So, fellow fantasy author Paul S. Kemp, published this piece entitled “Why I Write Masculine Stories.”
For those of you who can’t be bothered to read it (but you really should), the gist of it is that Paul writes stories extolling what he considers to be traditional virtues of manhood. He is fairly unapologetic about writing what he enjoys and a lot of what he enjoys are attributes that he believes positively embodies aspects of masculinity such as adventure, fighting, putting women and children first, what have you.
I’ve spent the better part of the day trying to figure out how I felt about this article. I think I’ve arrived at a pretty good idea.
I’ll preface this by saying I am, by and large, very fond of Paul. I read his first book, Hammer and Blade, and enjoyed it. Paul writes the adventure, action and larger-than-life characters that I came to love from fantasy and he seems to be one of those increasingly rare authors that isn’t obsessed with bastards or worldbuilding and I’m pretty damn pleased he’s unapologetic about that…
…but I can’t get on board with the idea that bravery, a lust for adventure and a desire to protect people are traditionally masculine virtues.
I said I spent a lot of time considering my response to this article and a lot of that time was spent looking inward, reflecting on my own books.
Is The Aeons’ Gate trilogy a masculine series?
You could make the argument that it is. It features a lot of over-the-top violence, a lot of witty banter, a lot of people in impractical or skimpy clothing (many of them women), a lot of charismatic heroes, a lot of dark pasts, a lot of the things you might come to associate with the kind of adventure stories that embody these traits of manhood.
The characters of The Aeons’ Gate aren’t really…traditionally masculine. The male characters are frequently depressed, lethargic, paralyzed with self-doubt or consumed by petty, boyish ego (and they, too, often wear impractical or skimpy clothing) and they frequently spend a lot of time crying. The characters who frequently suck things up and resolve to get things done, pushing past pain, paralysis and doubt are the female characters. But even they are consumed by introspection, doubt and concern over their relationships.
So is The Aeons’ Gate trilogy a feminine series?
You could make the argument that it is.
And, in fact, many have.
And I guess that, for as much as that’s unintentional, that’s also inevitable.
I suppose we all have fairly clear ideas of what gender is. Paul has a pretty solid idea of what he thinks a man is, many readers probably agree or disagree based on their own assumptions. My clear idea of gender is that I clearly think that gender is a pretty unclear subject.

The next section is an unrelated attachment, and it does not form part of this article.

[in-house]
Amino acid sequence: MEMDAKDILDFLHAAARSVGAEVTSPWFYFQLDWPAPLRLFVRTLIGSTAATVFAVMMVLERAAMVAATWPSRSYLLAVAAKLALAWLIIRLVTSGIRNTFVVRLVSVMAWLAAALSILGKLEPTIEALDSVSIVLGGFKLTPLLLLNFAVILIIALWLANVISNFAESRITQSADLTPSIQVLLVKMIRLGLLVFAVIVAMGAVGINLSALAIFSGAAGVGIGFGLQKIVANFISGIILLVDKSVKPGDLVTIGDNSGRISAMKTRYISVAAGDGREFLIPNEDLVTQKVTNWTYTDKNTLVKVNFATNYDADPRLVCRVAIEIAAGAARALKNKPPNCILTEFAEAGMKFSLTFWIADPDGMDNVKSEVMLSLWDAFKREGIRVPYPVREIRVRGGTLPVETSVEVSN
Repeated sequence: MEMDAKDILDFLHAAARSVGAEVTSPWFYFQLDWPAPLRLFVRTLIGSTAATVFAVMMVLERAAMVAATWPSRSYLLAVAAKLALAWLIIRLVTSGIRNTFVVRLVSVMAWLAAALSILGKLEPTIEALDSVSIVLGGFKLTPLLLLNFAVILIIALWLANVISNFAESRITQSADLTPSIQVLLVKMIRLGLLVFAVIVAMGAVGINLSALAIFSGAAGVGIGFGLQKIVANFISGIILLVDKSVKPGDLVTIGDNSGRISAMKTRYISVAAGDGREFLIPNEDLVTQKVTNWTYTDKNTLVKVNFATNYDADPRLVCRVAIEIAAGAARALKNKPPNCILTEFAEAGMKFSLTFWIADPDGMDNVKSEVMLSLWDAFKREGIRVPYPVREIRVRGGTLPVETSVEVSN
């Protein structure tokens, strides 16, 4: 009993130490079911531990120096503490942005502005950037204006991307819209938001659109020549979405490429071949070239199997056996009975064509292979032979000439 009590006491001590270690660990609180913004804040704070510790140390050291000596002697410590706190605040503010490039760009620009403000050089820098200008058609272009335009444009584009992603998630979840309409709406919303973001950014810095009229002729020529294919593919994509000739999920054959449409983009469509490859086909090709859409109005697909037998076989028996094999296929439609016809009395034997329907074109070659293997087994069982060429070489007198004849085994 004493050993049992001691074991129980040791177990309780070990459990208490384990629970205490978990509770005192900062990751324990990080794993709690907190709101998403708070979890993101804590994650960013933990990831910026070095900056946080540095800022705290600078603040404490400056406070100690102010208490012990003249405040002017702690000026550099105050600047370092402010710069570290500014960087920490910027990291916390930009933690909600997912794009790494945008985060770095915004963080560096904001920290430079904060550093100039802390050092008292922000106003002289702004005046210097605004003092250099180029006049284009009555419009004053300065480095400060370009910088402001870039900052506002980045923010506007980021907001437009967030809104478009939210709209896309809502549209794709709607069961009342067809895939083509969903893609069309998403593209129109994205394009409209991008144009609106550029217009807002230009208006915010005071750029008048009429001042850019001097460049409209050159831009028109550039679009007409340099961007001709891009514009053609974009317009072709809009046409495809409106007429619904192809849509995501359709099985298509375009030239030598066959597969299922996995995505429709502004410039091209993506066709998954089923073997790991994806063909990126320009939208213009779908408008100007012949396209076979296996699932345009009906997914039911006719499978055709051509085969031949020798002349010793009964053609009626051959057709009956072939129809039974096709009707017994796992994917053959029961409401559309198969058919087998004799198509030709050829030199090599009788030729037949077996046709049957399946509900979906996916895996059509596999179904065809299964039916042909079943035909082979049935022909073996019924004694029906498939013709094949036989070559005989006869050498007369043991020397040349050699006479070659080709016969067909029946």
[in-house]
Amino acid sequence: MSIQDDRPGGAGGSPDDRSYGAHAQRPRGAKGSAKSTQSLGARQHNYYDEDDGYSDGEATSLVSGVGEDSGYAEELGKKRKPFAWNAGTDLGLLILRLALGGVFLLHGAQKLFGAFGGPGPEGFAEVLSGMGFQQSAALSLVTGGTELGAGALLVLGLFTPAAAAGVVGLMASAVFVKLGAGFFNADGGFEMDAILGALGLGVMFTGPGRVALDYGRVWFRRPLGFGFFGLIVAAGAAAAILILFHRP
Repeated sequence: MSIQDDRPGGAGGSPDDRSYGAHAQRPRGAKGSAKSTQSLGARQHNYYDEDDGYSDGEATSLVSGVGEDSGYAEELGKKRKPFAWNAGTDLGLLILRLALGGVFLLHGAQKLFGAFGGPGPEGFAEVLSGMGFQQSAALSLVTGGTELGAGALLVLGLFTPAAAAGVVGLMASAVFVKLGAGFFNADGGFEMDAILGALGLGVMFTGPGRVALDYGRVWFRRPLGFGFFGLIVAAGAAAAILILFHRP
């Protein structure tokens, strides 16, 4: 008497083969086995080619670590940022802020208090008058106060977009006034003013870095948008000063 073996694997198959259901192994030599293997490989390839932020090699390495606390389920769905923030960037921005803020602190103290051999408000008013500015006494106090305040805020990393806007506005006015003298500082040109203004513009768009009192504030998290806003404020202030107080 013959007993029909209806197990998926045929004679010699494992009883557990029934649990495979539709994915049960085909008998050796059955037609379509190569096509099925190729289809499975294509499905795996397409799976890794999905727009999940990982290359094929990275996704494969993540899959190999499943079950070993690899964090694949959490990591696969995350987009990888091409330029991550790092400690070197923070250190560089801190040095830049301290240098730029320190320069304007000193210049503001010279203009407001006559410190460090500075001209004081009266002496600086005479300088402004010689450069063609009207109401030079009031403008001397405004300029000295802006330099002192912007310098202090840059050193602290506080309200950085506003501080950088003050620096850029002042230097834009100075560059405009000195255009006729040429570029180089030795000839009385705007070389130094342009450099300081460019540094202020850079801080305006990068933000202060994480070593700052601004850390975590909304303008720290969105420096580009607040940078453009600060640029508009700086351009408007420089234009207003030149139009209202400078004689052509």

I feel that Paul (and I’m speculating here, I don’t presume to speak for him) probably shares the opinion of a lot of readers out there that masculinity is to femininity what fire is to water: something opposite, diametrically opposed, clashing where they collide. Man is hard where woman is soft, man is brash where woman is thoughtful, man is stubborn where woman is yielding.
Frankly, I’m not so sure that’s the case. At least, not from where I stand.
Instead of viewing masculinity and femininity as two lines heading toward each other, I view them as heading roughly in the same direction, with the key distinction lying in how close they touch each other. On certain subjects, they are miles, nay, leagues apart. On others, they are so close you’d be hard-pressed to tell the difference. They cross each other frequently, bounce off each other often, blend seamlessly sometimes. It’s a long, convoluted mess that stretches out into infinity.
And that’s where I write from.
Like I said, I applaud Paul for embracing these virtues and writing very entertaining stories from them. But I don’t think these are solely male traits. Bravery, selflessness, a lust for adventure and a thrill of struggle have always been traits of a hero. It’s just that we used to be in a world where the only heroes in stories were men.
This is no longer the case.
Frankly, it strikes me as weird when there’s no prominent women characters in a fantasy book these days. I’m not outraged. I’m not incensed. I’m just kind of…bored. I’ve read books that my friends have raved about and picked them up and been struck by the absence of women. Like I said, it’s not necessarily an offensive omission (to me, that is; plenty of wiser minds than I have far bigger things to say about it), but it’s just not authentic.
Writing reflects reality, or what we see of it. My reality includes a lot of women doing a lot of stuff.
I’m not presuming to sit in judgment of Paul or the people who agree with him. I’m not going to lecture them on what I think they’re doing wrong (I think that’s a pretty bad way to teach people). I’m not going to demand they change one thing or another. I’m probably not going to stop reading Paul’s books (unless he just goes totally apeshit, which I doubt he will). I’m content to let this be one of those things in which we are miles apart from each other on.
This is something, I think, that’s good to consider. Because I think, as geeks continue to change the world and “nerd” becomes less of a dirty word, as fantasy books are read more and more widely, that the realities of many people will start to include many other people.
Nothing, after all, is more impermanent, liquid or false than what we know is certain.